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  • Writer's pictureThe Collected Seed

My favorite tomatoes: Vorlon

Vorlon were highly recommended by tomato growing gurus. Now I'm on the Vorlon tomato loving bandwagon.


You should be proud of me. I resisted the urge this weekend to plant any tomatoes. Realistically, I could have because I don't have that many and I have plenty of frost blanket to cover them, but I had plenty of other garden work to keep me busy.

The reason for my hesitation is the overnight low on Friday. A week ago today, when I posted about Lemon Boy tomatoes, the lowest low in my two-week forecast was 44 degrees. Then, middle of last week, the Thursday and Friday lows started bouncing all over the place, dipping down to 34 or 35 degrees. Forecasters quickly change their mind and the projections would change every time I pulled up the weather app.

Over the weekend, the forecast for Thursday has stabilized but Friday is still changing. There's a good chance of rain on Friday too so even if I covered my plants, the frost blankets could be weighed down and crush my young plants.

Oh! And this happened on Thursday!

This is some of the largest hail I've seen in person and that's saying something because my neighborhood was hit with hail at least 7 times last spring. These monsters dented my new gutters. :( I'm waiting for our roofer to examine the roof we just replaced in October following last year's damage. He thinks it should be fine. We upgraded for impact resistance and fresh shingles are more durable. Cross your fingers that he's right!

Like I said, I had plenty of other projects to keep me busy. I dug out a bunch of dirt and grass to expand my pepper growing area which I moved to another area of my yard to serve as a berm. I also began building a border along my pepper bed. Because Bermudagrass is the primary turfgrass in Oklahoma, the border has to be a minimum of 4-6 inches deep to keep roots from tunneling under. I came up with a solution, concrete pavers...

My DH is calling this my penitentiary wall. (eyeroll) I'm calling it mid-century industrial and don't fret... I have lots of containers and misc lawn decor to put in front of it to soften the look.

But you're not here to listen to me ramble about my weekend garden projects. You want to find out about TOMATOES!!!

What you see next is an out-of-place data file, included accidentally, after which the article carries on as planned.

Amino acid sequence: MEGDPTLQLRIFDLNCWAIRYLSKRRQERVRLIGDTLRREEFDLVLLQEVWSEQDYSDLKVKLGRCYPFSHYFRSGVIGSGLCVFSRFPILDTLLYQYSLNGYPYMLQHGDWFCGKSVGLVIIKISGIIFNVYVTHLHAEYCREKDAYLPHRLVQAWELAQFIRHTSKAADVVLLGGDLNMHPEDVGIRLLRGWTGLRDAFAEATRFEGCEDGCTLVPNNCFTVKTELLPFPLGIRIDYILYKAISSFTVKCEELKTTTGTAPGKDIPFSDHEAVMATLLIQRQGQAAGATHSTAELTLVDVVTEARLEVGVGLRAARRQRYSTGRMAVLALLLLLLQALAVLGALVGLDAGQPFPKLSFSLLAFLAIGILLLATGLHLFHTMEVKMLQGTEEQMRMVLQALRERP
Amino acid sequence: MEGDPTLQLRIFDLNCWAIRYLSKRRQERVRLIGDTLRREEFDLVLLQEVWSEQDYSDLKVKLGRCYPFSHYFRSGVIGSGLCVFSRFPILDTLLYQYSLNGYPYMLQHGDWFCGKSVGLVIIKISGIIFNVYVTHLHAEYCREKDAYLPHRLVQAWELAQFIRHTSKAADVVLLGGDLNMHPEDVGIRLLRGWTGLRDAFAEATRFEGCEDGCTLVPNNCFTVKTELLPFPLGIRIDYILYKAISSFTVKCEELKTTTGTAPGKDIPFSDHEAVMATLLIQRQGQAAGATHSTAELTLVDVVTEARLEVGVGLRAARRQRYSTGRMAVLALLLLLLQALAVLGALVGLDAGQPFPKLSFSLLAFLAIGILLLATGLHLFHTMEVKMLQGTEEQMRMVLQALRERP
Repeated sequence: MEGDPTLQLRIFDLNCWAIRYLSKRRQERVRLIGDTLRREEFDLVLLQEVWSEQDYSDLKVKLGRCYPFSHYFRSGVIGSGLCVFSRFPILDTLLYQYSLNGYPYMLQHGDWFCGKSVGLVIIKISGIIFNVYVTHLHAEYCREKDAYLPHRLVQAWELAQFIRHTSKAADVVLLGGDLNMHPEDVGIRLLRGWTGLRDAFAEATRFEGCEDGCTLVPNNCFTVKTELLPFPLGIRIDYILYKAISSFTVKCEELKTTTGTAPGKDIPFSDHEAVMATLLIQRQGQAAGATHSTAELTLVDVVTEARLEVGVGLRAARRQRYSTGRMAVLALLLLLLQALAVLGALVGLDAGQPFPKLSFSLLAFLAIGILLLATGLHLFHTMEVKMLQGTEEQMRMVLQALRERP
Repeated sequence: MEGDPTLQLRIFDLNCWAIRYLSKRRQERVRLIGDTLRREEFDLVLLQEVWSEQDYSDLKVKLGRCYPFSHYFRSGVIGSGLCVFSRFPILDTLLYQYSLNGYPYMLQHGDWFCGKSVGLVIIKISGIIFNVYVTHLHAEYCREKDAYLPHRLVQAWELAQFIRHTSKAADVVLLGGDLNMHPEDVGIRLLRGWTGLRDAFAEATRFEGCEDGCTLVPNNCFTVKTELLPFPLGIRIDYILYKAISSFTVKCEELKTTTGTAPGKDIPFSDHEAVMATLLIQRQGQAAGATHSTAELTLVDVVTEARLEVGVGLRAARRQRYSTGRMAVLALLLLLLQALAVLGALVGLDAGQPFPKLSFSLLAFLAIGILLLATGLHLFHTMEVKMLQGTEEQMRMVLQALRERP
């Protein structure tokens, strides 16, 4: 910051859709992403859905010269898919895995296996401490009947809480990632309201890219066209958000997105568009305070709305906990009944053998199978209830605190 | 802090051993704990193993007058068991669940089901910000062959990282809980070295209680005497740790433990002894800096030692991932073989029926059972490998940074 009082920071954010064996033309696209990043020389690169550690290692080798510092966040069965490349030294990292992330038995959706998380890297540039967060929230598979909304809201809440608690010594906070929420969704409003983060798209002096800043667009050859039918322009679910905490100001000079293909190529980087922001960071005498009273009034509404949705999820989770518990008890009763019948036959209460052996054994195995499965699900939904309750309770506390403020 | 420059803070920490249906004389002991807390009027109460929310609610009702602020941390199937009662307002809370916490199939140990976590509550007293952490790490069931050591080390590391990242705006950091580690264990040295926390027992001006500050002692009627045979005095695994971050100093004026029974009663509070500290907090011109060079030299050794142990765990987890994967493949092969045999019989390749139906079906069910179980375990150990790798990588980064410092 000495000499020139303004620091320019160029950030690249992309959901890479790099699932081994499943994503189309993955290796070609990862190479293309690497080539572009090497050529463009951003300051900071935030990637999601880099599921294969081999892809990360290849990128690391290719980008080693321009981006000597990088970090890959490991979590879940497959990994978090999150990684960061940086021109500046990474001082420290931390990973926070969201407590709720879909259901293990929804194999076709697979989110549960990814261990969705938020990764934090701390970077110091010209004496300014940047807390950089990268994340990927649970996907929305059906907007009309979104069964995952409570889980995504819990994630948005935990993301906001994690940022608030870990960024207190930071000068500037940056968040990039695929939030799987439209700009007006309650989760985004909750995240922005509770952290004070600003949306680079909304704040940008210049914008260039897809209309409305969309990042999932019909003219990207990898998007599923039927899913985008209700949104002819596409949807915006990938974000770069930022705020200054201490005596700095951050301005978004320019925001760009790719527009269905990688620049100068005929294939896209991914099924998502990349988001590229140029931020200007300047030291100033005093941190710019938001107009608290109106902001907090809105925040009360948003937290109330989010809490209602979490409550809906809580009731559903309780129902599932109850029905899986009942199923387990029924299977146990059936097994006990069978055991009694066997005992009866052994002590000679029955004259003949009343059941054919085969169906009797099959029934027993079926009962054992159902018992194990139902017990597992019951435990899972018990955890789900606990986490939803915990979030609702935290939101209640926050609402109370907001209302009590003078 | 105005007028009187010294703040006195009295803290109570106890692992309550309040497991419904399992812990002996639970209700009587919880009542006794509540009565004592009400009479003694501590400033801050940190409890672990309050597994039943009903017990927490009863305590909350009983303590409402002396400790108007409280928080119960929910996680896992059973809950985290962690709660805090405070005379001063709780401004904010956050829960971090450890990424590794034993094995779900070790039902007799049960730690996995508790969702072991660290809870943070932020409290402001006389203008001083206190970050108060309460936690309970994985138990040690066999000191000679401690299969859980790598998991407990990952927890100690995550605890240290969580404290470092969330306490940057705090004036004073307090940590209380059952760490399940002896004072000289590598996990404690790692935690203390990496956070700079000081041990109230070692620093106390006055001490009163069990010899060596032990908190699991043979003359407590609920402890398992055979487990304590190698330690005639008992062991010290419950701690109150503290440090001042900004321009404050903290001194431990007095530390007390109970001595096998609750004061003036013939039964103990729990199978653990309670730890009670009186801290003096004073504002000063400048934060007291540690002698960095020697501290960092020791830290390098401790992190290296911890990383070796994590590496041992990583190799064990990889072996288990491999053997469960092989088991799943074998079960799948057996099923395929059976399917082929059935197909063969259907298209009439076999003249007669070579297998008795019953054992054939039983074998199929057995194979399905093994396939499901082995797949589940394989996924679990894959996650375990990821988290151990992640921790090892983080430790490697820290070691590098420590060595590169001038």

Yes. I do grow something other than yellow tomatoes. I have a small growing space so I don't have a lot of room for experiments, but so far I've found a couple not yellow varieties... Vorlon tomato and Cherokee Purple tomato.

Last year, Vorlon produced the largest tomato I've ever grow at just over a pound! However, that's a little larger than is typical for this variety. They're usually similar in size to the Cherokee Purple.

Why I love Vorlon tomatoes

  • Talk about heat tolerance! Friends said these tolerate the heat better than most varieties and in my garden, they lived up to that promise.

  • Disease and pest resistance too! I grow my tomato varieties on top of each other and still, these didn't suffer as badly when other varieties were being taken out by fungal issues or spider mites.

  • Even though they produce 10-12 oz fruits I didn't have a lot of trouble with Blossom End Rot - well, once I got my driplines set up properly.

  • Just like all tomatoes, their antioxidant properties are good for me

  • The flavor is earthy and smoky and deep. SOOO Good! The acid isn't the overpowering note in these tomatoes.

Vorlon Tomato Facts

  • Indeterminate growth habit

  • Slicing variety

  • Produces fruits about 10-12 oz. Perfect sandwich slice sized.

  • Open-pollinated (seeds can be saved)

  • Days to maturity is reasonable for Oklahoma - 80 days - to beat the summer heat

  • Gorgeous deep purple with a distinct redness.

  • Seeds can be tough to find. Get to know some avid tomato gardeners in your area if you want to find it.

#tomatoes #tomatogrower #vegetables #vegetablegardening #gardening

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